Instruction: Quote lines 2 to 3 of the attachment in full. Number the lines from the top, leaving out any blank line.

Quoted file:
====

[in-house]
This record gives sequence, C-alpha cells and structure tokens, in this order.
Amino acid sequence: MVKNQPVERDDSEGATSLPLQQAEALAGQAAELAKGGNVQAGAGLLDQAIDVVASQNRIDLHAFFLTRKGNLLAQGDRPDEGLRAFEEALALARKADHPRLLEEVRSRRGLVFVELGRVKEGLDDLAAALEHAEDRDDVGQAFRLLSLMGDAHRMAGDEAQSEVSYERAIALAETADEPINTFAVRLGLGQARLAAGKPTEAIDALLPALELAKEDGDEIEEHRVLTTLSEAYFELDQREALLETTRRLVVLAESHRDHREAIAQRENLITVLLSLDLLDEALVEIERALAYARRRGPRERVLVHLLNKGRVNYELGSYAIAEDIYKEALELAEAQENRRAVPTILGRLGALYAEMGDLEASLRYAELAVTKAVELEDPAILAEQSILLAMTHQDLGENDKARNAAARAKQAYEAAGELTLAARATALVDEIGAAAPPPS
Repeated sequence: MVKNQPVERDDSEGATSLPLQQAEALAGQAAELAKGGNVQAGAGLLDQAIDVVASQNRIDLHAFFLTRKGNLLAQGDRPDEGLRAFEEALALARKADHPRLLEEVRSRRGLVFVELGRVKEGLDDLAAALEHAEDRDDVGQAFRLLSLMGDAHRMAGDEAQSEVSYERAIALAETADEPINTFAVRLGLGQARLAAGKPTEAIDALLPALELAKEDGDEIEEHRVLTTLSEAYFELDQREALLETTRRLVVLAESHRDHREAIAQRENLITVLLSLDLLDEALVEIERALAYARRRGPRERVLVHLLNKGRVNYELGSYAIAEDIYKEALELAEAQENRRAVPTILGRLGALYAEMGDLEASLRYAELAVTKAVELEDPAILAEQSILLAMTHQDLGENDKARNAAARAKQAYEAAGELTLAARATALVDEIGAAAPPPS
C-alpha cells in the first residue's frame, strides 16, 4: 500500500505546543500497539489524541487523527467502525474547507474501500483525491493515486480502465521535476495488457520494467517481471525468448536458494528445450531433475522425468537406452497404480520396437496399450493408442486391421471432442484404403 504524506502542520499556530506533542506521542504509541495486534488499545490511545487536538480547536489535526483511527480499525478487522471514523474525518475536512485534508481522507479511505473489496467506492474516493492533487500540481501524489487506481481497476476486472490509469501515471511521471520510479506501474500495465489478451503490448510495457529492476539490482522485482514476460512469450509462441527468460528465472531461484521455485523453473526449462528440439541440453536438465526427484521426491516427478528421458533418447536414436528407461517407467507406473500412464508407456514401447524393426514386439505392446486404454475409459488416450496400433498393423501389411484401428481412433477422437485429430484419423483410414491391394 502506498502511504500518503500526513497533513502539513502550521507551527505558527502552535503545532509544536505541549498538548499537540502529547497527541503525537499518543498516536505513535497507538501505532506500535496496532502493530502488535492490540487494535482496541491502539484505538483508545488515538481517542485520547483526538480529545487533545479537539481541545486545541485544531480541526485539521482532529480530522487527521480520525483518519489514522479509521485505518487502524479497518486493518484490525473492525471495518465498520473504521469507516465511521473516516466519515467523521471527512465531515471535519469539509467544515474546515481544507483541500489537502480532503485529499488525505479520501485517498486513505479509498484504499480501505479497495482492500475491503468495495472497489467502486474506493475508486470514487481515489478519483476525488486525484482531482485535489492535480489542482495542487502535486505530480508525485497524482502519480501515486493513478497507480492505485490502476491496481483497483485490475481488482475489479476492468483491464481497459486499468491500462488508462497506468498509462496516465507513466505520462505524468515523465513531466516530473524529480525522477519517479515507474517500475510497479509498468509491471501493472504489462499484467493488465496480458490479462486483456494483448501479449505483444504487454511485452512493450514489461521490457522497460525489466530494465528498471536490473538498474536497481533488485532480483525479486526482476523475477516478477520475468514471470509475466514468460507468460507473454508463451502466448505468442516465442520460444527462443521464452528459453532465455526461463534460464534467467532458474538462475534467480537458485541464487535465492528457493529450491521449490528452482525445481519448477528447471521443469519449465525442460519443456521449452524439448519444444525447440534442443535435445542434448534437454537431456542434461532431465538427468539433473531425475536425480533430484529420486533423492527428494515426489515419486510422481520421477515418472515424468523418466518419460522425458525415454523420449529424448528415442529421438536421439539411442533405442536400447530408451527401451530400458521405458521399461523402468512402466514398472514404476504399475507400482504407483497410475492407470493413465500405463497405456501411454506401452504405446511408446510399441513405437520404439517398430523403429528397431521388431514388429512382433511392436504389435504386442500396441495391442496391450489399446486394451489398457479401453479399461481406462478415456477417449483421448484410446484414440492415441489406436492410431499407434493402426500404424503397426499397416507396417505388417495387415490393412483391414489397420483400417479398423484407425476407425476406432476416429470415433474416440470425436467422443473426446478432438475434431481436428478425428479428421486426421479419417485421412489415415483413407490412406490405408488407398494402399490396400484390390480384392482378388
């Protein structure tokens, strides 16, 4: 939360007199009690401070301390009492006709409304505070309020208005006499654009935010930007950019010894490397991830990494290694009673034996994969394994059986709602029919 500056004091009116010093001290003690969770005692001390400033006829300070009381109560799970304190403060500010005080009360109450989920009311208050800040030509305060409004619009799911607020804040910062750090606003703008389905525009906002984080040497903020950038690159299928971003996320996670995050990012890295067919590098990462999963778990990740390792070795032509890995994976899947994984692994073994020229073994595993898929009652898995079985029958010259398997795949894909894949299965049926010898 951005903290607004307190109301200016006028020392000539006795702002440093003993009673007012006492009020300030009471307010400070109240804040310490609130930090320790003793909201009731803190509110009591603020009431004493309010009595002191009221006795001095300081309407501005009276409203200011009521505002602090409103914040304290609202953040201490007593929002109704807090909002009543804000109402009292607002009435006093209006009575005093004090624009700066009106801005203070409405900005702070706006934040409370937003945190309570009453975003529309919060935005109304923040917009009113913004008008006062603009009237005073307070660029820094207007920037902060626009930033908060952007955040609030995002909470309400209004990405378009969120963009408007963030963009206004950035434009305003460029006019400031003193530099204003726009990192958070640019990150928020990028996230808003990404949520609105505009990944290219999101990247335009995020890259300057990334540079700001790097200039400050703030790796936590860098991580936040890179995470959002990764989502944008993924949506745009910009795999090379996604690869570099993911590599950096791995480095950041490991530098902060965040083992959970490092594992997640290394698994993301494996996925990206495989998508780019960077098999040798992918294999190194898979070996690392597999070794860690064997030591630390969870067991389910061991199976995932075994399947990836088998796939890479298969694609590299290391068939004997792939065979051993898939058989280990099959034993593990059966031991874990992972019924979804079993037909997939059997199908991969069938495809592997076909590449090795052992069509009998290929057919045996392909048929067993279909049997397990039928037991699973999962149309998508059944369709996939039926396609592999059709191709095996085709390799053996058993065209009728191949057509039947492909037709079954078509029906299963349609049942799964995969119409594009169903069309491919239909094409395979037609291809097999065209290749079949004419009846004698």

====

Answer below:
This record gives sequence, C-alpha cells and structure tokens, in this order.
Amino acid sequence: MVKNQPVERDDSEGATSLPLQQAEALAGQAAELAKGGNVQAGAGLLDQAIDVVASQNRIDLHAFFLTRKGNLLAQGDRPDEGLRAFEEALALARKADHPRLLEEVRSRRGLVFVELGRVKEGLDDLAAALEHAEDRDDVGQAFRLLSLMGDAHRMAGDEAQSEVSYERAIALAETADEPINTFAVRLGLGQARLAAGKPTEAIDALLPALELAKEDGDEIEEHRVLTTLSEAYFELDQREALLETTRRLVVLAESHRDHREAIAQRENLITVLLSLDLLDEALVEIERALAYARRRGPRERVLVHLLNKGRVNYELGSYAIAEDIYKEALELAEAQENRRAVPTILGRLGALYAEMGDLEASLRYAELAVTKAVELEDPAILAEQSILLAMTHQDLGENDKARNAAARAKQAYEAAGELTLAARATALVDEIGAAAPPPS